The Intel Core 2 Duo processor family announced on 27 July 2006 consists of five desktop PC processors, tailored for business, home and enthusiast users, and five mobile PC processors designed to fit the needs of a mobile lifestyle. The desktop part comprises around 291 million transistor on a die of 143mm2. It’s packaged in a LGA775-style socket and runs on a 1066MHz FSB.
Ever since the introduction of its K8 microarchitecture, and its on die memory controller, AMD has had a performance advantage over Intel. The principal reason for this is the huge reduction in memory latency that results from the fact that communication does not have to go via the Northbridge. Intel have chosen not to follow suit in their Core 2 processors, preferring to use any additional on-die transistors to increase the Level 2 cache to 4MB. As well as allowing greater flexibility with respect to supporting additional memory types (it was a considerable time before AMD’s memory controller moved from DDR to DDR2 memory), it is also consistent with the Intel Core microarchitecture’s emphasis on efficiency, since cache does consume less power.
Indeed, the power consumption of the new Core 2 processors is extremely low, with claimed TDPs of 65 watts for Conroe and most Woodcrests, 80 watts for the 3.0 GHz Woodcrest, and 40 watts for the low-voltage Woodcrest. Merom, the mobile variant, is listed at 35 watts TDP for standard versions and 5 watts TDP for Ultra Low Voltage (ULV) versions. Moreover, according to Intel the reduction in power consumption is achieved at the same time as an increase in performance:
- 20% more performance for Merom at the same power level (compared to Core Duo)
- 40% more performance for Conroe at 40% less power (compared to Pentium D)
- 80% more performance for Woodcrest at 35% less power (compared to the original dual-core Xeon)
Intel’s solution to the memory latency issue has been to introduce a number of minor improvements in the Core microarchitecture, which combine to achieve a significant hike in overall system performance. The table below, which compares the mobile Core 2 Duo processor and its closest relation, the Core Duo predecessor, identifies several of these incremental improvements:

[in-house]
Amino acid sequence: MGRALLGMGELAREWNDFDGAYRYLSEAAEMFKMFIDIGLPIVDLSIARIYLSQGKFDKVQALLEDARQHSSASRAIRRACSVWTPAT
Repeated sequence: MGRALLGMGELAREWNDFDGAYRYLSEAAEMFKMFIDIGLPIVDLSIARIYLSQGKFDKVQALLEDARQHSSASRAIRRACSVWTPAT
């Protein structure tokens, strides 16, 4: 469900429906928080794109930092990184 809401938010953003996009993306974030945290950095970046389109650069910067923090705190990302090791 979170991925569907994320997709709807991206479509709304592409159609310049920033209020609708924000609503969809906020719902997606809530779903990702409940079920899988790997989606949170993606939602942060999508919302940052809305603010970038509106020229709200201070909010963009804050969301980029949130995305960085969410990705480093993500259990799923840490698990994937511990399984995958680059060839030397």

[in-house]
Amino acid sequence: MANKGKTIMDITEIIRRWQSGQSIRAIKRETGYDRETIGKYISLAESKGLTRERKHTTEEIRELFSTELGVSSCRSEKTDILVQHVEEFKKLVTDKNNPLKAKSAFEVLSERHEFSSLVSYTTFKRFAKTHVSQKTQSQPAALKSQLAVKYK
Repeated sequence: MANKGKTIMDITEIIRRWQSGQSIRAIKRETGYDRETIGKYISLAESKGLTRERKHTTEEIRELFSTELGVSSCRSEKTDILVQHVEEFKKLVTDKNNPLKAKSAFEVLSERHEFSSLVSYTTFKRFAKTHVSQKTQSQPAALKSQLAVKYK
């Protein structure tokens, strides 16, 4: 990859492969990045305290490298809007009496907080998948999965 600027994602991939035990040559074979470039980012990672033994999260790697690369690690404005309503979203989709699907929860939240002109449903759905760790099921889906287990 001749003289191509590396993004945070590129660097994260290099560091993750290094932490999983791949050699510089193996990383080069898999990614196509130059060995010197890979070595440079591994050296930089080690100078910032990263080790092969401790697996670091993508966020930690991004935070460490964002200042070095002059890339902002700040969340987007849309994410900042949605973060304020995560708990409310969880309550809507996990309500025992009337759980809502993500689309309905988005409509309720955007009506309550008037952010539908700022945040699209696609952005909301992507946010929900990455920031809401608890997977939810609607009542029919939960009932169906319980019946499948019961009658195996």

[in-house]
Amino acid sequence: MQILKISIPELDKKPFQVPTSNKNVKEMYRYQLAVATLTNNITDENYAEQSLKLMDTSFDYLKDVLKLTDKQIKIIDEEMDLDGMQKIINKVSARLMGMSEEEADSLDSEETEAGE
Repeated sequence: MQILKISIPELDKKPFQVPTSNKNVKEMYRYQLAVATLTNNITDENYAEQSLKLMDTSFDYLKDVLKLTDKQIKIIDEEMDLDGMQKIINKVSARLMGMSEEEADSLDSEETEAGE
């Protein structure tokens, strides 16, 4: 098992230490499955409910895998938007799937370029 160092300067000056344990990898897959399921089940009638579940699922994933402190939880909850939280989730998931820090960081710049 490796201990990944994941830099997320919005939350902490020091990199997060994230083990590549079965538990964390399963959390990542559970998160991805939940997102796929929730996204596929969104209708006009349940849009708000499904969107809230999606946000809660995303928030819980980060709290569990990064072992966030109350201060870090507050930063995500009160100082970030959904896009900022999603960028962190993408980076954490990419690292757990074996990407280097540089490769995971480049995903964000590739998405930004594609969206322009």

|Core 2 Duo (Merom)||Core Duo (Yonah)|
|Transistors||291 million||151 million|
|Clock Speeds||1.06GHz – 2.4GHz+||1.20GHz – 2.33GHz|
|FSB Frequency||533MHz – 800MHz||533MHz – 667MHz|
|L1 Cache Size||32KB + 32KB||32KB + 32KB|
|L2 Cache Size||2MB – 4MB Shared||2MB Shared|
|Decoders||1 complex + 3 simple||1 complex + 2 simple|
|Maximum Decode Rate||4+1||3|
|Socket Interface||Socket-M (PGA/BGA)
The slightly deeper pipeline enables increased clock speeds and techniques such as memory disambiguation and improved prefetch logic also help offset any advantage an integrated memory controller offers. Overall, while AMD’s approach to reducing memory latency is arguably simpler and more elegant, the improvements implemented in the Intel Core 2 chips make them undeniably the more efficient processors, able to decode and process more instructions per clock cycle than CPUs based on the K8 microarchitecture.
The expectation was for the following desktop line-up to begin shipping in early August 2006:
|Processor||Frequency||Bus Speed||L2 Cache|
|Intel Core 2 Extreme processor X6800||2.93 GHz||1066 MHz||4MB|
|Intel Core 2 Duo processor E6700||2.66 GHz||1066 MHz||4MB|
|Intel Core 2 Duo processor E6600||2.40 GHz||1066 MHz||4MB|
|Intel Core 2 Duo processor E6400||2.13 GHz||1066 MHz||2MB|
|Intel Core 2 Duo processor E6300||1.86 GHz||1066 MHz||2MB|